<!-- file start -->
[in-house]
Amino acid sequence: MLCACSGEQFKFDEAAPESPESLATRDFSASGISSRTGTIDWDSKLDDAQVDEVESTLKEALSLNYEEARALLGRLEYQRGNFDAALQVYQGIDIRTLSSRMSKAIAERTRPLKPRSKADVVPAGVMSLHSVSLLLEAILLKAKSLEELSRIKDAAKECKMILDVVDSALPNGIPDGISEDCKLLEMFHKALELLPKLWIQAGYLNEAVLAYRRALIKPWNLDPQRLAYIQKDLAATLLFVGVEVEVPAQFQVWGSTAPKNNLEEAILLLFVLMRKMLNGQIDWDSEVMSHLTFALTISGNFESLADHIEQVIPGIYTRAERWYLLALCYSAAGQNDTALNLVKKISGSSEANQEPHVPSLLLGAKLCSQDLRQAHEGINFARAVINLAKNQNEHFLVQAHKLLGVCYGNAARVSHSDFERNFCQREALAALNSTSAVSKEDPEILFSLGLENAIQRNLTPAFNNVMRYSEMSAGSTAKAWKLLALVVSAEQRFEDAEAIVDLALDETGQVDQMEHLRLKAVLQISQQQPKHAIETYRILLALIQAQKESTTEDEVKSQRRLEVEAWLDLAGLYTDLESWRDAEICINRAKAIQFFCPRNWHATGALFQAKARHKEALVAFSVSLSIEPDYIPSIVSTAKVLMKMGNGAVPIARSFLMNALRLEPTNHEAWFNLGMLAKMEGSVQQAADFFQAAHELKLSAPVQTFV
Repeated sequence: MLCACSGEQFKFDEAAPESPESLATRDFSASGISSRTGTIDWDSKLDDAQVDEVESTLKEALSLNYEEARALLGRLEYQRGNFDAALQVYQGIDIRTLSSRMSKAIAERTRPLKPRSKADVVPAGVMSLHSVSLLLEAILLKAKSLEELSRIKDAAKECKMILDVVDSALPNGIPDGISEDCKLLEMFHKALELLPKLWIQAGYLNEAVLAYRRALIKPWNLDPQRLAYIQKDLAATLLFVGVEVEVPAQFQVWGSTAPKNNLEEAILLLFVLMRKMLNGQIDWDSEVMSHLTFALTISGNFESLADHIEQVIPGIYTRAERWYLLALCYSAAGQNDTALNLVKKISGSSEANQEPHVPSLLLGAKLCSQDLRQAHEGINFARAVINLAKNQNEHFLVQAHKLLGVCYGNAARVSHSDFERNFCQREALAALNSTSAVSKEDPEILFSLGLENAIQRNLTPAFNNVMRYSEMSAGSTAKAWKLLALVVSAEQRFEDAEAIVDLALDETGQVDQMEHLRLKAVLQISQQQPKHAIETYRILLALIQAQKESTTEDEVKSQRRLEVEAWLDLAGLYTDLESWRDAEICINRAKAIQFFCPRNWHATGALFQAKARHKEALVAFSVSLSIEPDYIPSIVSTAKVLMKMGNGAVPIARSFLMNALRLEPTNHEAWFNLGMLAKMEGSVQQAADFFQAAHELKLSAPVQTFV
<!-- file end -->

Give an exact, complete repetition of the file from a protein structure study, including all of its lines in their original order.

[in-house]
Amino acid sequence: MLCACSGEQFKFDEAAPESPESLATRDFSASGISSRTGTIDWDSKLDDAQVDEVESTLKEALSLNYEEARALLGRLEYQRGNFDAALQVYQGIDIRTLSSRMSKAIAERTRPLKPRSKADVVPAGVMSLHSVSLLLEAILLKAKSLEELSRIKDAAKECKMILDVVDSALPNGIPDGISEDCKLLEMFHKALELLPKLWIQAGYLNEAVLAYRRALIKPWNLDPQRLAYIQKDLAATLLFVGVEVEVPAQFQVWGSTAPKNNLEEAILLLFVLMRKMLNGQIDWDSEVMSHLTFALTISGNFESLADHIEQVIPGIYTRAERWYLLALCYSAAGQNDTALNLVKKISGSSEANQEPHVPSLLLGAKLCSQDLRQAHEGINFARAVINLAKNQNEHFLVQAHKLLGVCYGNAARVSHSDFERNFCQREALAALNSTSAVSKEDPEILFSLGLENAIQRNLTPAFNNVMRYSEMSAGSTAKAWKLLALVVSAEQRFEDAEAIVDLALDETGQVDQMEHLRLKAVLQISQQQPKHAIETYRILLALIQAQKESTTEDEVKSQRRLEVEAWLDLAGLYTDLESWRDAEICINRAKAIQFFCPRNWHATGALFQAKARHKEALVAFSVSLSIEPDYIPSIVSTAKVLMKMGNGAVPIARSFLMNALRLEPTNHEAWFNLGMLAKMEGSVQQAADFFQAAHELKLSAPVQTFV
Repeated sequence: MLCACSGEQFKFDEAAPESPESLATRDFSASGISSRTGTIDWDSKLDDAQVDEVESTLKEALSLNYEEARALLGRLEYQRGNFDAALQVYQGIDIRTLSSRMSKAIAERTRPLKPRSKADVVPAGVMSLHSVSLLLEAILLKAKSLEELSRIKDAAKECKMILDVVDSALPNGIPDGISEDCKLLEMFHKALELLPKLWIQAGYLNEAVLAYRRALIKPWNLDPQRLAYIQKDLAATLLFVGVEVEVPAQFQVWGSTAPKNNLEEAILLLFVLMRKMLNGQIDWDSEVMSHLTFALTISGNFESLADHIEQVIPGIYTRAERWYLLALCYSAAGQNDTALNLVKKISGSSEANQEPHVPSLLLGAKLCSQDLRQAHEGINFARAVINLAKNQNEHFLVQAHKLLGVCYGNAARVSHSDFERNFCQREALAALNSTSAVSKEDPEILFSLGLENAIQRNLTPAFNNVMRYSEMSAGSTAKAWKLLALVVSAEQRFEDAEAIVDLALDETGQVDQMEHLRLKAVLQISQQQPKHAIETYRILLALIQAQKESTTEDEVKSQRRLEVEAWLDLAGLYTDLESWRDAEICINRAKAIQFFCPRNWHATGALFQAKARHKEALVAFSVSLSIEPDYIPSIVSTAKVLMKMGNGAVPIARSFLMNALRLEPTNHEAWFNLGMLAKMEGSVQQAADFFQAAHELKLSAPVQTFV